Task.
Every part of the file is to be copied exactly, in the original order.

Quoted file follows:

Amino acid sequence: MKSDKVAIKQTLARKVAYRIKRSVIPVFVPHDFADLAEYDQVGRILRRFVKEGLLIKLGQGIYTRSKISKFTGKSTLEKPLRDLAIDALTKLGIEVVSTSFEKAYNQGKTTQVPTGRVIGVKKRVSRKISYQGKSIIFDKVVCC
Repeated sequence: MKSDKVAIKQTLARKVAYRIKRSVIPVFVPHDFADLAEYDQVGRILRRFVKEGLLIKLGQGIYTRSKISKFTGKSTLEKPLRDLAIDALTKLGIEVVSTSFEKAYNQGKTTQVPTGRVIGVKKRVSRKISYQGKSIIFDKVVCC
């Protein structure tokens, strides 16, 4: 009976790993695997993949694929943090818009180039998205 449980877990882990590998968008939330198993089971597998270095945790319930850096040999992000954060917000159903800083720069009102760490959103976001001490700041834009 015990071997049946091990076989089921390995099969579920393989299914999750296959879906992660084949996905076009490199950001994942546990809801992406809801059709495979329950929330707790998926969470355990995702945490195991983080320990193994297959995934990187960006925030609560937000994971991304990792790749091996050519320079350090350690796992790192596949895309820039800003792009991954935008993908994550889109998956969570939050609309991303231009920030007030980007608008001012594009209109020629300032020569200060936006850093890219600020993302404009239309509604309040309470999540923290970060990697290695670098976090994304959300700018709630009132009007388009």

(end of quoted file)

Amino acid sequence: MKSDKVAIKQTLARKVAYRIKRSVIPVFVPHDFADLAEYDQVGRILRRFVKEGLLIKLGQGIYTRSKISKFTGKSTLEKPLRDLAIDALTKLGIEVVSTSFEKAYNQGKTTQVPTGRVIGVKKRVSRKISYQGKSIIFDKVVCC
Repeated sequence: MKSDKVAIKQTLARKVAYRIKRSVIPVFVPHDFADLAEYDQVGRILRRFVKEGLLIKLGQGIYTRSKISKFTGKSTLEKPLRDLAIDALTKLGIEVVSTSFEKAYNQGKTTQVPTGRVIGVKKRVSRKISYQGKSIIFDKVVCC
């Protein structure tokens, strides 16, 4: 009976790993695997993949694929943090818009180039998205 449980877990882990590998968008939330198993089971597998270095945790319930850096040999992000954060917000159903800083720069009102760490959103976001001490700041834009 015990071997049946091990076989089921390995099969579920393989299914999750296959879906992660084949996905076009490199950001994942546990809801992406809801059709495979329950929330707790998926969470355990995702945490195991983080320990193994297959995934990187960006925030609560937000994971991304990792790749091996050519320079350090350690796992790192596949895309820039800003792009991954935008993908994550889109998956969570939050609309991303231009920030007030980007608008001012594009209109020629300032020569200060936006850093890219600020993302404009239309509604309040309470999540923290970060990697290695670098976090994304959300700018709630009132009007388009």